Andrew Doyle/SINGAPORE

Two Chinese-built helicopters, the Z-9 and Z-11, received Civil Aviation Administration of China (CAAC) certification on 16 April, clearing the way for use by the country's general aviation operators.

The two models are manufactured by separate factories under the umbrella of China's Aviation Industry Corporation II (AVIC II).

"This indicates that these helicopters have gained a 'pass' to serve the country's general aviation industry," says Zhang Yanzhong, AVIC II general manager.

The Z-9 is based on the Eurocopter AS365N1 Dauphin 2, of which a large number have been manufactured under licence by Harbin Aircraft Industry Group for use by the Chinese military. There is also reported to be a civil version with 14 seats, a payload capacity of 2.4t and a maximum speed of 160kt (295km/h).

The smaller Z-11, meanwhile, has six seats and can fly at speeds of up to 130kt. Although China claims the aircraft was indigenously designed, it clearly resembles the Eurocopter AS350 Ecureil.

On the same day that the CAAC issued its approval for the pair, Shenzhen Financial Leasing signed a letter of intent with Harbin for the purchase of five Z-9s. Chongqing Three Gorges General Aviation Airlines has also signed an agreement with AVIC II unit Changhe Aircraft Industry Group for a single Z-11.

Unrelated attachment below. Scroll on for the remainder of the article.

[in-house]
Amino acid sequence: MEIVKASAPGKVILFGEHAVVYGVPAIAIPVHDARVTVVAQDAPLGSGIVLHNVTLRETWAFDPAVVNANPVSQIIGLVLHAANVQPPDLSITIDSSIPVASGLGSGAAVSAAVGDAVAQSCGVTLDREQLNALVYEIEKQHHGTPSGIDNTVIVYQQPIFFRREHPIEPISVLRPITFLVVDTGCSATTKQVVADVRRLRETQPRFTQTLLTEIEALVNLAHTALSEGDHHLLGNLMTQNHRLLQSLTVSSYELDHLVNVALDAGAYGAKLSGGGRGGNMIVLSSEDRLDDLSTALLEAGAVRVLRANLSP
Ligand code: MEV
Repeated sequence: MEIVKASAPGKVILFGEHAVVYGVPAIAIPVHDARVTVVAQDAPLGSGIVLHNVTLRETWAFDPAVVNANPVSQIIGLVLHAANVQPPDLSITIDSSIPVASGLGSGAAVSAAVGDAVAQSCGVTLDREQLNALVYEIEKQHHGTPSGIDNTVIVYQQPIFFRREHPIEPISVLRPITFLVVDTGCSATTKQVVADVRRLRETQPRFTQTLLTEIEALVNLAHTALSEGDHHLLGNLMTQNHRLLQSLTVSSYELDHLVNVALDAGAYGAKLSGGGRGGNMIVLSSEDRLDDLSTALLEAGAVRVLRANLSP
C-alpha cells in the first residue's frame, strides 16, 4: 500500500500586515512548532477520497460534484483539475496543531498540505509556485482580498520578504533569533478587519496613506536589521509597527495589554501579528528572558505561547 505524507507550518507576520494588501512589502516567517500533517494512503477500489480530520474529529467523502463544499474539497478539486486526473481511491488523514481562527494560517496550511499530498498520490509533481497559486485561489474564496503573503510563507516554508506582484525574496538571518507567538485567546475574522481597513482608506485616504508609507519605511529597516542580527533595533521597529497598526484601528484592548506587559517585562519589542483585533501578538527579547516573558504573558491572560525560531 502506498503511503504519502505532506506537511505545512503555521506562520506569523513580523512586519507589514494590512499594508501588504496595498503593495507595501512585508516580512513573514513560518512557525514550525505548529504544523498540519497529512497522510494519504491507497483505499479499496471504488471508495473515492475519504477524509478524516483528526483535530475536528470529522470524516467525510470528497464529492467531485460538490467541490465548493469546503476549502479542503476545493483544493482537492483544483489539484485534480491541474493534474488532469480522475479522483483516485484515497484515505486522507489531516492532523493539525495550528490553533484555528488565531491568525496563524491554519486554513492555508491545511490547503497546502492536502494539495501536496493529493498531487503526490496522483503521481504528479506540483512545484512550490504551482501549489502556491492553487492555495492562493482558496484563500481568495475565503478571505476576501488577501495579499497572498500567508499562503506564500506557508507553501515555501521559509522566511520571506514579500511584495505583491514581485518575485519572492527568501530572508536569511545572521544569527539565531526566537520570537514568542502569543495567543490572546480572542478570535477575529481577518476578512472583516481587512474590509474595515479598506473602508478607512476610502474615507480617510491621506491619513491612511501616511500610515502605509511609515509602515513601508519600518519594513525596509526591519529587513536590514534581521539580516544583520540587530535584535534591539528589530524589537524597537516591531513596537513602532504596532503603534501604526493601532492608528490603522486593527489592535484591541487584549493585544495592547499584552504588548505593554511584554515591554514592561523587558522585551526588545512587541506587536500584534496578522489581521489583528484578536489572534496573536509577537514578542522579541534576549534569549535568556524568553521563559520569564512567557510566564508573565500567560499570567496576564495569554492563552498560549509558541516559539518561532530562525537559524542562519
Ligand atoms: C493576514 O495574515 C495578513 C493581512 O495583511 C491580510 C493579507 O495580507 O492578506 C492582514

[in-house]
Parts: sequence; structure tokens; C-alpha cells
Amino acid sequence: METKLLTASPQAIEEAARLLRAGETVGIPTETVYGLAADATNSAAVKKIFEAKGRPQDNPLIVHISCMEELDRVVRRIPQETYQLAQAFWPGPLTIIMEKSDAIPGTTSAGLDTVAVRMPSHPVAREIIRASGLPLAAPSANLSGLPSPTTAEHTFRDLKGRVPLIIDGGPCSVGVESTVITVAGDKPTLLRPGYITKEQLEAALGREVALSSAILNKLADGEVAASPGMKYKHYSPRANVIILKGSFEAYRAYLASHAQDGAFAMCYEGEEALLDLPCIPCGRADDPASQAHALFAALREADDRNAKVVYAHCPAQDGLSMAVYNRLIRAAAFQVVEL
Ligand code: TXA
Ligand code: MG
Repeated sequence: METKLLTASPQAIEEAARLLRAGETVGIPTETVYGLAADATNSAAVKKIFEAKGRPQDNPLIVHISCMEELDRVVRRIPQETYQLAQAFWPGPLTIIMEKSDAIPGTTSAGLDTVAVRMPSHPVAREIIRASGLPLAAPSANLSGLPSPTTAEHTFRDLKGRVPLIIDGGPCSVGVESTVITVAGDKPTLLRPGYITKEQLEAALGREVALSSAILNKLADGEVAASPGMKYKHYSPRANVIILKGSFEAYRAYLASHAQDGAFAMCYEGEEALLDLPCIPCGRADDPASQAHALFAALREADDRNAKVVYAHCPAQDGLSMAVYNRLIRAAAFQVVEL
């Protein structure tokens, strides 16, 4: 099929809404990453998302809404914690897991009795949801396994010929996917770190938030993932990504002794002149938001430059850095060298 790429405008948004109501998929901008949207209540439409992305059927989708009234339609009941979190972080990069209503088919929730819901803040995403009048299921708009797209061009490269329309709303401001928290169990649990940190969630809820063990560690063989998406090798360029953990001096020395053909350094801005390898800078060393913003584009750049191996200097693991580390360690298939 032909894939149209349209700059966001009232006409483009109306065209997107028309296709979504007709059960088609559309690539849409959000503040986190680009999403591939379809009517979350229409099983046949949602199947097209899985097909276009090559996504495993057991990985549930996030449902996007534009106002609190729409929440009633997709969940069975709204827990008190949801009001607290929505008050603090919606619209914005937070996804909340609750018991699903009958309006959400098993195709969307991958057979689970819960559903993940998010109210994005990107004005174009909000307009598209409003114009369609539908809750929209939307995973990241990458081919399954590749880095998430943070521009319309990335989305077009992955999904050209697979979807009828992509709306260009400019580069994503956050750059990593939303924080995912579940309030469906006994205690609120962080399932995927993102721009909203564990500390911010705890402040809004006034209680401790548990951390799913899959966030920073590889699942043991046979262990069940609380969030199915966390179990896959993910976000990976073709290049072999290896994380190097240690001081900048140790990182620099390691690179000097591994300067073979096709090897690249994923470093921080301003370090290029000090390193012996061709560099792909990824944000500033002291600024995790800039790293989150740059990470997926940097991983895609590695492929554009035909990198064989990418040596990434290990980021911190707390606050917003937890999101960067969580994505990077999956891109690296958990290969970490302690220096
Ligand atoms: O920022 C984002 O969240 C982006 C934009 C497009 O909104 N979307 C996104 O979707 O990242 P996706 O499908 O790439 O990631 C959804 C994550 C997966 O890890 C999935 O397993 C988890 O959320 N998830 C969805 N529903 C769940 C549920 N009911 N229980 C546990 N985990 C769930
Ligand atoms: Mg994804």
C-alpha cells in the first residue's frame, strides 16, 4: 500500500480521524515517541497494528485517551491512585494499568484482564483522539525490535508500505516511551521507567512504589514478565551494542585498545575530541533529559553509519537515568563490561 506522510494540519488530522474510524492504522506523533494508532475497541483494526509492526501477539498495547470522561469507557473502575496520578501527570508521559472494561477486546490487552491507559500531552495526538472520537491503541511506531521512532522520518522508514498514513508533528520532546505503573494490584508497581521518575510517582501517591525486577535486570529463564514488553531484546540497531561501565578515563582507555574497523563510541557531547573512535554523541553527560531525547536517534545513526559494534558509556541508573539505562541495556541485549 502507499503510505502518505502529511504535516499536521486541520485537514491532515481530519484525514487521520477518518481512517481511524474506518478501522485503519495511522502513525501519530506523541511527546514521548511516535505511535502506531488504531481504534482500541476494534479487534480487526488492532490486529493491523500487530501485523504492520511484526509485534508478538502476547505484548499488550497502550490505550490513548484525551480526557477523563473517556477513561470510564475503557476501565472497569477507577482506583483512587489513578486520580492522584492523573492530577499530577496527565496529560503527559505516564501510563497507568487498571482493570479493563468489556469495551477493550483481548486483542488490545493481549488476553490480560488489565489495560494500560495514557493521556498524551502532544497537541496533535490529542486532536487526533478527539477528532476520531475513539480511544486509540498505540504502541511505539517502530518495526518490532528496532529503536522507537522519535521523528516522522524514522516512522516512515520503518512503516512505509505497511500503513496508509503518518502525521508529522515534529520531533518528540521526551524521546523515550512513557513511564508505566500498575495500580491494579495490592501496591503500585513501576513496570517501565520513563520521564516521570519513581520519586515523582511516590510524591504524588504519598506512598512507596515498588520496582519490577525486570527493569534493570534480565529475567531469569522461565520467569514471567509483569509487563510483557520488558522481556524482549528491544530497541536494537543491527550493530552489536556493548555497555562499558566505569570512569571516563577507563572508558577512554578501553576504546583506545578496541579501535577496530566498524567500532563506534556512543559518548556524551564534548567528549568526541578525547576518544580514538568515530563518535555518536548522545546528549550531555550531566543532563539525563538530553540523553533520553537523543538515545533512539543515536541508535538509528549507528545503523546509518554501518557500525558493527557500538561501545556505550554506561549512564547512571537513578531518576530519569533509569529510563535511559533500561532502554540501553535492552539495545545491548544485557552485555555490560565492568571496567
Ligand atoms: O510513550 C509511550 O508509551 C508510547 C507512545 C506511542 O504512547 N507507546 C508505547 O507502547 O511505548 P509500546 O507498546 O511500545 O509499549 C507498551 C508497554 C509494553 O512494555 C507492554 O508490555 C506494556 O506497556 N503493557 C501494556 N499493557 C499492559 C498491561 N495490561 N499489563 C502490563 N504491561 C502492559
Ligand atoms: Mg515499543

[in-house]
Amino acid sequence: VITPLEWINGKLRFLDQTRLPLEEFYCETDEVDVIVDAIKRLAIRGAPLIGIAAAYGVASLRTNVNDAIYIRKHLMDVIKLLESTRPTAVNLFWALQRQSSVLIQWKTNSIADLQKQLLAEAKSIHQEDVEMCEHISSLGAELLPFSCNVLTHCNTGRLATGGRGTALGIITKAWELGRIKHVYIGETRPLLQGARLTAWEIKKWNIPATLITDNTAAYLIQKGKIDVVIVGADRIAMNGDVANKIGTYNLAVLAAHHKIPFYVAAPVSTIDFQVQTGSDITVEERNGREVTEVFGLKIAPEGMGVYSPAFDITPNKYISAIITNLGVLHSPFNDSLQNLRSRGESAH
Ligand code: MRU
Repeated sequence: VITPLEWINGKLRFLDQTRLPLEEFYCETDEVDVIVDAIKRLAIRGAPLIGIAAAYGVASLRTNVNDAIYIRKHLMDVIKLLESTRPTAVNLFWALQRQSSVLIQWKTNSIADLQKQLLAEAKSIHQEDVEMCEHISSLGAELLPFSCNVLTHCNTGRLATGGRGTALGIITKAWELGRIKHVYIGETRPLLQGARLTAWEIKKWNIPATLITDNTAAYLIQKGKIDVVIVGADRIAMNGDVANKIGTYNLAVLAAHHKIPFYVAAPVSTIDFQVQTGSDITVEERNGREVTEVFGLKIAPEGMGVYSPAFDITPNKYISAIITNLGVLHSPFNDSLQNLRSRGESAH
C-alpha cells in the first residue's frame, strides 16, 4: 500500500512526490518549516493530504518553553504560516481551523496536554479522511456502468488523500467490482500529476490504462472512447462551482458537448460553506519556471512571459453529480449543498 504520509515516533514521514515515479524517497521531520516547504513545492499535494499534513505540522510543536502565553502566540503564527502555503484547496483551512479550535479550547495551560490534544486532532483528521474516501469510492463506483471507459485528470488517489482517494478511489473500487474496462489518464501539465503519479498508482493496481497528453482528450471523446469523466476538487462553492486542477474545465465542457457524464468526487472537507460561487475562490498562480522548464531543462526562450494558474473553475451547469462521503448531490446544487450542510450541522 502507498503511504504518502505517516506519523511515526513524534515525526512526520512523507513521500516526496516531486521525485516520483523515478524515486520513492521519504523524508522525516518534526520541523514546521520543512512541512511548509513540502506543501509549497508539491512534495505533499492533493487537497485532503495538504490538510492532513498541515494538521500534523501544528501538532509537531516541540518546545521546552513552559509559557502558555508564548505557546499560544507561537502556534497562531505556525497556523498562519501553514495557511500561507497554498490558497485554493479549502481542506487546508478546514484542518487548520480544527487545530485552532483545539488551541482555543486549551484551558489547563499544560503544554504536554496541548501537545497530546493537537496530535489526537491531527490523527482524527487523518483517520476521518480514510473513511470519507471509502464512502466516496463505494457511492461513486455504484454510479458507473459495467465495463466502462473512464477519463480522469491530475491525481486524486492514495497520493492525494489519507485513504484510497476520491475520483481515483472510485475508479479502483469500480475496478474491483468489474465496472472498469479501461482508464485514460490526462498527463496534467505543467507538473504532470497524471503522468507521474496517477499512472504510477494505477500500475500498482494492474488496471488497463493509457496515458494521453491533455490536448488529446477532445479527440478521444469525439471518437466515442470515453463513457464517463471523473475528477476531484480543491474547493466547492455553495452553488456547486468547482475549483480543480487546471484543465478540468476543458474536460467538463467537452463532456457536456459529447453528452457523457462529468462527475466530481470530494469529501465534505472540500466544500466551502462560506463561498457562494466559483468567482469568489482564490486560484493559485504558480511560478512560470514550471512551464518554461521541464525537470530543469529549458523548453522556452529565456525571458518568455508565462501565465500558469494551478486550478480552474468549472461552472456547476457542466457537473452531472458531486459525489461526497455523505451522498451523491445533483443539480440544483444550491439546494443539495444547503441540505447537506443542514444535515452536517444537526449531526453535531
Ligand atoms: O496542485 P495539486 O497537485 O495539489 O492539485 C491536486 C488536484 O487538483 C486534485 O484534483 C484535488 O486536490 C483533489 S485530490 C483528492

According to Zhang there are currently fewer than 80 general aviation helicopters operating in China, mostly imported. This gives the country an average of 0.06 machines per million people, compared with a world average of 3.9.

"The absence of domestically made helicopters in China's general aviation sector is not because Chinese-made helicopters are of a low quality, but because China's general aviation market has been all but disallowed from using them," says Zhang.

China "needs to map out a long-term plan for the development of the country's helicopter industry", he says, advocating increased funding and the gradual opening up of airspace below 600m (1950ft) to encourage helicopter use.

The Chinese forecast a need for 1,800 helicopters by 2013, worth $4.9 billion, while flying hours are expected to increase by 26.4% annually over the next 10 years.

Chinese manufacturer CATIC has a 24% stake in Eurocopter's EC120 project. It supplies the fuselage structure.

Source: Flight International